May 162010
 

For some reason I have this corny idea that for a political party in Britain to stand a parliamentary candidate in a parliamentary constituency, that party has to pay £500 to… somebody. And he must win 5% of the vote if he wants that money back.

Therefore to have even the hope of securing a parliamentary majority, a political party has to stump up a minimum of £163,000. And until recently there has been very little point in aiming for less than a majority. (Pace the Lib Dems, the true winners of the recent election despite coming, er, third.)

Assuming this corny idea is at all accurate (and trust me, I hope to be corrected on this point of fact), the only possible justification for it is that somebody, somewhere wishes to discourage what we might call ‘frivolous’ candidacies. That is to say, nobody shall stand for parliament for giggles, else he or his party shall lose £500.

The average size of a parliamentary constituency in the UK is 70,000 voters, at least according to Wikipedia, of which 5% is 3,500.

If we apply average voter turnout for the nation to the constituencies themselves (a rough and dirty approximation to be sure), then of the potential 70,000 voters in each, only 45,500 of them actually voted in this most recent election – meaning that to secure his £500 deposit, a candidate actually need only about 2,275 votes.

It is very difficult to know ahead of time whether acquiring this number of votes is possible for a small-party candidates, and indeed many majorities (Ed Balls’s, for instance) are smaller than this amount.

But what I’m getting at vis a vis my corny idea is that somebody, somewhere in the British government has decreed that if you can’t get 2,275 people to vote for your ass, you must pay up, sucka.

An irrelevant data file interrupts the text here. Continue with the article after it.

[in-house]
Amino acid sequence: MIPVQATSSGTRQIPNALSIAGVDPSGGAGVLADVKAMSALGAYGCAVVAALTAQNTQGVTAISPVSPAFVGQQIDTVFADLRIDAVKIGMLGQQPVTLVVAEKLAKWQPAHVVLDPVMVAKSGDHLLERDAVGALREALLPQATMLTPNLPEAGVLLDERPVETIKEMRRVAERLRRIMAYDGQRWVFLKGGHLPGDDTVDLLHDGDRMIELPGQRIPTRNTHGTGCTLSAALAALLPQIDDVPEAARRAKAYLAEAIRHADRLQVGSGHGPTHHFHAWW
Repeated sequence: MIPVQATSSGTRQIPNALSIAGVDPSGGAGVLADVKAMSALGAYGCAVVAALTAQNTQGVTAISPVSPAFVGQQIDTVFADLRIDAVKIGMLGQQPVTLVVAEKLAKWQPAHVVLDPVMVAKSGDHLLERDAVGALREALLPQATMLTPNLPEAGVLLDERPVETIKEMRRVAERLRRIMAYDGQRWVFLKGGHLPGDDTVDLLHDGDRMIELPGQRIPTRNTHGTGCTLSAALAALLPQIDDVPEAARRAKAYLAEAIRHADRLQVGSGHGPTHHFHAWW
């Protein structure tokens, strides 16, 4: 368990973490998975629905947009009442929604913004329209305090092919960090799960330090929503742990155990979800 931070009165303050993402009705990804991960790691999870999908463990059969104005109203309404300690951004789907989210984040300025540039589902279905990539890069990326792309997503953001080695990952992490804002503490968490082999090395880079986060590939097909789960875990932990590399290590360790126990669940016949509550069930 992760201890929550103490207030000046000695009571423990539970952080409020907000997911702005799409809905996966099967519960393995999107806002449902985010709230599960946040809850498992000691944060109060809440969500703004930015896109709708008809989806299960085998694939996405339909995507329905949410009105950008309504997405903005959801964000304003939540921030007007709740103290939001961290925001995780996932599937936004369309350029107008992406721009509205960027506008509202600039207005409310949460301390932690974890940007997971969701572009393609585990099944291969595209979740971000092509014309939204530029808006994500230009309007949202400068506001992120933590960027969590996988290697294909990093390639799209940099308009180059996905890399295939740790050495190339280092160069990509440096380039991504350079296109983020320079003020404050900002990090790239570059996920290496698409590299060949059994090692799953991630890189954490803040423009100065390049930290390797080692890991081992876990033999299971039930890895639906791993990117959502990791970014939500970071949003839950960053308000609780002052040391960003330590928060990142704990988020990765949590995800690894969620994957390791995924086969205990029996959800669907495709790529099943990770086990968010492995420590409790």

And if we carry the arithmetic just a little bit further, we see that the British government has essentially assigned a monetary value to every vote, and that value for the recent election was approximately £0.22.*

I’d say that’s about right, wouldn’t you?

P.S. Does anybody know what party expenditure was during this past campaign? I’m interested to know because, at that value per vote, one would expect a Tory party spend of some £2.3m, a Labour party spend of about £2m, and a Lib Dem spend of about £1.5m. Does those numbers sound close to reality?

*Merci, Dan.

  4 Responses to “A thought re: British democracy”

  1. Isn’t it 22p per vote? I think the 4.55 you got was votes per pound, not the other way round.

  2. The deposit was rasied, oooh, back in hte 80s I think, from £150. For exactly this reason:

    “to discourage what we might call ‘frivolous’ candidacies. That is to say, nobody shall stand for parliament for giggles, else he or his party shall lose £500.”

    Bernard Levin (very sound on civil liberties and the like, even if wildly odd on Wagner) did a lovely piece about it back then. Frivolous candidates make politics itself seem frivolous, you see, and the Egos simply cannot have that.

  3. Presumably your estimate of a fiver is much closer to the amount of compensation people should get for being denied a vote on May 6, not the 750 quid that was being bandied about by, er… compensation lawyers.

  4. I thought the cost of my vote seemed quite expensive 😉

    Found some data from 2005:
    http://spreadsheets.google.com/ccc?key=0AtlI-CBz-3gOdDNXaE5WbXIzS0E2M3pTazNiamktT3c&hl=en

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